The Muslim demographic is one of the largest identifiable market segments in the word. And this is set to continue. The Pew Research Centre projects that the Muslim population – which is comparatively youthful – — will grow from its current size of 1.6 billion to 2.76 billion by 2050. Boston Consulting’s Global Wealth Report 2015 observes that private wealth in the Middle East and Africa — regions which are predominantly Muslim — is approximately US$9 trillion.
Yet despite such a large potential market, the Islamic asset management industry is estimated to be only slightly above around US$157 billion, of which only US$60 billion worth of funds have some meaningful size. The conclusion is that only a very small proportion of Muslim assets are being invested in an Islamic manner.
The million dollar question which has therefore beset the Islamic wealth management industry for the past decade is why more assets held in countries where Islamic finance is widely practised are not being invested into Islamic funds. There are two common responses. First, that Islamic funds do not offer any real diversification from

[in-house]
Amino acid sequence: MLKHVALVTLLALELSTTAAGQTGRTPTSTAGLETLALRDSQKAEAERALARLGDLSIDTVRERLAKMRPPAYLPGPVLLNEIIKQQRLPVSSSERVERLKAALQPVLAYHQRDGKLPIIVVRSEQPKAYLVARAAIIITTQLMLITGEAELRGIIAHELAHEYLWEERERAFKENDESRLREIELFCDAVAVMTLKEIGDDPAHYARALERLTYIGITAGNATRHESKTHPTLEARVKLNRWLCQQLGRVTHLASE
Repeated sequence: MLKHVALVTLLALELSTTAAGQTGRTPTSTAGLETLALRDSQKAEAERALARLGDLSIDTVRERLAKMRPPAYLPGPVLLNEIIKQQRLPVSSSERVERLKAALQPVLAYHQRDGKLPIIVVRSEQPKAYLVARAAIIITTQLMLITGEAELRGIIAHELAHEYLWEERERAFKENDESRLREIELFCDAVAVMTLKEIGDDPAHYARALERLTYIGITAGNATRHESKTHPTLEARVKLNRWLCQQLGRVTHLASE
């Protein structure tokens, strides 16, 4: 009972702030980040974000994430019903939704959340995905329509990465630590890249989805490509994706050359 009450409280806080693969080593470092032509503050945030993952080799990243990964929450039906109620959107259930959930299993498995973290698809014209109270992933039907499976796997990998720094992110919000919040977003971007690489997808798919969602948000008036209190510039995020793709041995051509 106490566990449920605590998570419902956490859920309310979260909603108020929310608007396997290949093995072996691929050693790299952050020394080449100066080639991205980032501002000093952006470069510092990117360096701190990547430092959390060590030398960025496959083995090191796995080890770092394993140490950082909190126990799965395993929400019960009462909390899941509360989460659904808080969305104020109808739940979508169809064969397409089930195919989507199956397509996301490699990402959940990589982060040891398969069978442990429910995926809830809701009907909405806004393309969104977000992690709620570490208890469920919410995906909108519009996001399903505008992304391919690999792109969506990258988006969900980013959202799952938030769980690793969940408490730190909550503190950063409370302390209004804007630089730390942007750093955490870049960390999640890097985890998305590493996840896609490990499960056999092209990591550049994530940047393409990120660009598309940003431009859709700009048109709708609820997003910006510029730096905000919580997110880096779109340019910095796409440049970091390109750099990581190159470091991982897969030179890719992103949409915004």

conventional funds in terms of investment strategies. Second, that Islamic funds perform poorly compared to their conventional counterparts. Added to this is a problem of the lack of regional diversification.
This is an abstract of a chapter on “Islamic Wealth Management and Investment Strategies of Funds” written by Haliza Abd Rahim of Arabesque Asset Management Limited. The full chapter can be accessed in the Islamic Wealth Management Report 2016. Please contact email@example.com to purchase the report.